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Radioactivity Teacher Resources
Find Radioactivity educational ideas and activities
Opening with a set of notes, this resource defines the different types of radiation. Eight examples are then listed so that chemistry pros can practice naming radiation types. This compact, but comprehensive, handout will act as a valuable reference page for your class. Use it when introducing radioactivity.
As to be expected from the American Chemical Society Olympiad Examinations Task Force, this 60-question test tops the charts in terms of excellence. It consists entirely of multiple choice questions designed to assess a year's worth of chemistry curriculum. Topics include, but are not limited to pH, molecular geometry, bonding, behavior of gases and solutions, phase changes, and chemical reactions. Use this as a final exam or as a practice for those who want to enter the nation-wide challenge.
The 2009 version of the first part of a national chemistry competition is posted for your use with olympiad hopefuls. Test takers deal with 60 multiple choice questions covering an entire year of chemistry curriculum. Use this to practice for the competition or to prepare for a final exam on behavior of gases, properties of metals, chemical reacitons, pH and titration curves, ionizaton energy, molecular geometry, and more!
This convenient handout will save you and your chemistry aces time. You will not need to prepare notes, and they will not need to consult their texts for future reference. Detailed notes on radioactive decay are provided and learners are taught how to read related graphs and calculate mass over time. Three examples are supplied to complete together in class.
National Chemistry Olympiad tests are released after their use each year, since they cannot use them again for this event. The result: outstanding comprehensive assessment resources for general chemistry classes! This 2005 version covers an abundant array of topics and skills and it requires both critical thinking and problem solving to complete. An answer key is provided for your convenience.
Extensive notes on foundational chemistry concepts make up this resource. It summarizes the properties of matter, the periodic table, chemical nomenclature, and general chemical bonding. Design a set reading comprehension questions to go with it and send them home for chemistry learners to preview or review.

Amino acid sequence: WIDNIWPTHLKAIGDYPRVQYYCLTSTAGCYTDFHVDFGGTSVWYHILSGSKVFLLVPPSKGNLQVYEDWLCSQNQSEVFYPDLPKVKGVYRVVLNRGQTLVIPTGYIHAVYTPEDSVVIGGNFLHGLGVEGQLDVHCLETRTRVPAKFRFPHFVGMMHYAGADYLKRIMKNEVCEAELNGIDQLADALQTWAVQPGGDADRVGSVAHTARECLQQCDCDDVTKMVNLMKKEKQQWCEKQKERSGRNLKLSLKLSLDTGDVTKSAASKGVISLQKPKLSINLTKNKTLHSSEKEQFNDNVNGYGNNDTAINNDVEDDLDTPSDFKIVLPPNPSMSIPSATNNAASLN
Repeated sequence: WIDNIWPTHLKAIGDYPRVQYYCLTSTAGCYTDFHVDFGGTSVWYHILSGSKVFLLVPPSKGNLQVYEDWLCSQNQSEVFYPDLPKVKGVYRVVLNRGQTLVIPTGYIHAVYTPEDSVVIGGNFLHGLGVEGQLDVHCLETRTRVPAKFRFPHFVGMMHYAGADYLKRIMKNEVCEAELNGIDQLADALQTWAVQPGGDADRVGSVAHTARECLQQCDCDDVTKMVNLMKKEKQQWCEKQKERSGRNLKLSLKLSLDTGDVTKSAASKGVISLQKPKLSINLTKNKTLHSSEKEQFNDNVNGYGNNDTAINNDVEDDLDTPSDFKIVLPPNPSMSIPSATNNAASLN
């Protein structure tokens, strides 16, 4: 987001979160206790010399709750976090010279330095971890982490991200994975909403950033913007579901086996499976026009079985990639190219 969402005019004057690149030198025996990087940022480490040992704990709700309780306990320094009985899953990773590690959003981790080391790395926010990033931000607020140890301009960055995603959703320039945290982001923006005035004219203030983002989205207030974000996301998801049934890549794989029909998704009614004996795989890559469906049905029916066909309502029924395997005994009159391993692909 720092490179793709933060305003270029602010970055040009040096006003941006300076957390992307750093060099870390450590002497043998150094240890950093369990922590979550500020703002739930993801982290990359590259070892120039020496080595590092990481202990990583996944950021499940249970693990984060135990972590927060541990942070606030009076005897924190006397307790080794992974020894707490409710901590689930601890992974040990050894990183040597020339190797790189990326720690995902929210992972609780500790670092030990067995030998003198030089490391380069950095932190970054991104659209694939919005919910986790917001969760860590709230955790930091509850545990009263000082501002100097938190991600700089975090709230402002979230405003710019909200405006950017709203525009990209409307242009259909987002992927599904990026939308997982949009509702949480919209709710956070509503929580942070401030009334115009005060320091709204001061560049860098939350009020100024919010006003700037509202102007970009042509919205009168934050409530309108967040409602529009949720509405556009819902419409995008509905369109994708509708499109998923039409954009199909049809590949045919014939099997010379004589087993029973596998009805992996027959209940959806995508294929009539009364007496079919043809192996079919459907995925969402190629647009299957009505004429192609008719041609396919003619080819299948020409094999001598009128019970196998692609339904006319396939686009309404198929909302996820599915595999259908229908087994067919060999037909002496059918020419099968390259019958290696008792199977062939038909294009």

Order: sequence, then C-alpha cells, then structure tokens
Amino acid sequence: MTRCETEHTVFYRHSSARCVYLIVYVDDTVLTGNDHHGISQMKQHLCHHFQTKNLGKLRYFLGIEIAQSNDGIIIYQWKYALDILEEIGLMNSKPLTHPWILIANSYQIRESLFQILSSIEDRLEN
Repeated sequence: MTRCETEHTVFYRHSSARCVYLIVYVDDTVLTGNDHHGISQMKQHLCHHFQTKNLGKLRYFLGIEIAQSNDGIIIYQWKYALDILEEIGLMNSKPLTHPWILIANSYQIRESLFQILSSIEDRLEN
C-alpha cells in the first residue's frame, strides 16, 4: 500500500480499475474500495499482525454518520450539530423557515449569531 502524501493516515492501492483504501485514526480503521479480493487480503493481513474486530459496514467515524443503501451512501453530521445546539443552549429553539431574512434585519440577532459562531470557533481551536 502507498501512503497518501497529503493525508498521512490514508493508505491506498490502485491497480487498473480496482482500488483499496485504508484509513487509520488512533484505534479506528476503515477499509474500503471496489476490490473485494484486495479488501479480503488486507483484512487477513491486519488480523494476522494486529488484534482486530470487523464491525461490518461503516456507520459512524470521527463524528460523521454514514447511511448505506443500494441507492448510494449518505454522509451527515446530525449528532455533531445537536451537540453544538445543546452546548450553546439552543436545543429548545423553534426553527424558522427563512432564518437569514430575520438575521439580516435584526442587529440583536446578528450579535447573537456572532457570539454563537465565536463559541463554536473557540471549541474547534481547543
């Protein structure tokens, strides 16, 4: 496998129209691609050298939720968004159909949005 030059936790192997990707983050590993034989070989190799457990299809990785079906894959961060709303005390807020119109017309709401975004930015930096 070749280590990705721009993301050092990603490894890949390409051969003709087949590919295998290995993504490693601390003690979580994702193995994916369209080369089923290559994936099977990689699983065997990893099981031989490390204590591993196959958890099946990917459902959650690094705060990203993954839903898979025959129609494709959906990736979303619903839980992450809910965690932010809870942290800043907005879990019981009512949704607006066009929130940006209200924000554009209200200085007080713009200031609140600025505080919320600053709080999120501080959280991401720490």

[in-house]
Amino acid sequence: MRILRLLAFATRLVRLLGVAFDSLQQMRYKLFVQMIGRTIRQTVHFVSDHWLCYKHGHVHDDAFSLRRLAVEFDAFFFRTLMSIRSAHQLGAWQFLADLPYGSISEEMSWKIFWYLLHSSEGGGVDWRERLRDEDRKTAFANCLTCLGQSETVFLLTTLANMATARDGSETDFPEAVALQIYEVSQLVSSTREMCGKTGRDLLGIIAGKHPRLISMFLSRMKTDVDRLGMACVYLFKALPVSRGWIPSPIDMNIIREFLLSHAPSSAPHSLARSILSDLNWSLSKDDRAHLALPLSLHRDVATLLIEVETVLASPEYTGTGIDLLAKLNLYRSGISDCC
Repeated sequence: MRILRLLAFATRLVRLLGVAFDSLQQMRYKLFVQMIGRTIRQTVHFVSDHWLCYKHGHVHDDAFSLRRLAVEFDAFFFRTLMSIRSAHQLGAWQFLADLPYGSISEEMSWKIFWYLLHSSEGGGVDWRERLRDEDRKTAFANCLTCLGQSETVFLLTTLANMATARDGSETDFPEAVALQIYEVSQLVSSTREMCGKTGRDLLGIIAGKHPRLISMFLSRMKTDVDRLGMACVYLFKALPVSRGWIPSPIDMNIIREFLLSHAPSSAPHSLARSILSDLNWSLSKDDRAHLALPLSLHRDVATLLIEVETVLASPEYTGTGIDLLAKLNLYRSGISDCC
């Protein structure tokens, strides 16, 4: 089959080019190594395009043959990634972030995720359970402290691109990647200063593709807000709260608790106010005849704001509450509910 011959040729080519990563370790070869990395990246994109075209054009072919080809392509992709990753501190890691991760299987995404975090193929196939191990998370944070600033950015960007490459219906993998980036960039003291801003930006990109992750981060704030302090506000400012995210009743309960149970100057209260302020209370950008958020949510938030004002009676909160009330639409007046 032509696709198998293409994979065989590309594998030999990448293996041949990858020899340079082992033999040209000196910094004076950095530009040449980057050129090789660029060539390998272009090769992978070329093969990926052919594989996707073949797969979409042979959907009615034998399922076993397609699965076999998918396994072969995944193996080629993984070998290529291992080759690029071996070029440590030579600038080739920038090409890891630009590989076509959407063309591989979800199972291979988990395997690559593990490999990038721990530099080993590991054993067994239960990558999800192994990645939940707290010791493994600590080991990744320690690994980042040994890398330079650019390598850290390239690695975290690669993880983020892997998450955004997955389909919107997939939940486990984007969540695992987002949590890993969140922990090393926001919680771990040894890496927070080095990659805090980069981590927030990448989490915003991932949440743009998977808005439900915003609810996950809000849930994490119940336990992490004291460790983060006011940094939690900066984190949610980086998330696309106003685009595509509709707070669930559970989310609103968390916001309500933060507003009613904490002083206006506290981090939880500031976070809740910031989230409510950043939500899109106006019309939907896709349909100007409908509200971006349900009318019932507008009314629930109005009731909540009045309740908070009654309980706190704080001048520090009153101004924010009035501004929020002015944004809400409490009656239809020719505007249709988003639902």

Mmmmm! Radioactive "candium!" Nuclear physics or chemistry classes use M&M'S® to demonstrate the process of radioactive decay. Individuals pour out a bag of candies and record the number that fall M-side-up to represent the number of atoms that have decayed. They repeat the process several times, removing decayed atoms. There are a data table, analysis questions, and a graphing assignment included. Of course, your young scientists will want to eat the candy when they are finished!
Chemistry students review the trends found in the organization of the periodic table by completing this worksheet. They determine which of the given atoms has the largest ionic radius and which is the most electronegative. This worksheet has 6 matching, 4 true or false, 10 fill in the blank, and 2 problems to solve. It is neatly formatted and pertinent to any general chemistry curriculum.
In "The Nature of Covalent Bonding," chemistry hopefuls demonstrate an understanding of various types of covalent bonds, electron configuration, and resonance structures through fill in the blank, true or false, and matching questions. They complete the worksheet by drawing three electron dot structures of compounds.
A very neat worksheet has been produced by Pearson Education, Inc. for use in a general chemistry class. The first nine questions are fill in the blanks for a paragraph about types of bonds and electronegativity. Five true-false questions and five matching descriptions follow. This would make an ideal pop quiz!
On "Defining the Atom," physical science starters fill in blanks, determine if statements are true or false, match terms with the appropriate definitions, and solve problems. Questions are about Dalton's atomic theory, the atom and its general composition. This is a compact and applicable homework assignement for any general chemistry class.
Review the 5 branches of chemistry and related terms with this worksheet. The focus of these activities is on terms and definitions. Learners answer questions about the study of chemistry, reasons to study chemistry, and pure and applied chemistry. Use this as a check or understanding or homework assignment.
For this chemistry worksheet, learners fill in 10 blanks with the appropriate term, they determine if 4 statements are true or false, they match 6 terms with their definitions and they answer 3 questions. Topics include areas of chemistry such as biotechnology, the Human Genome Project and agriculture.
Learners explore the Chernobyl incident and the resulting environmental health impacts. They explore three different isotopes that were released into the atmosphere. Through inquiry, students determine the difference between types of ionizing radiation and how elements are transmuted. They chart the decay series and health hazards of a number of radioactive isotopes. Learners examine the future of nuclear energy.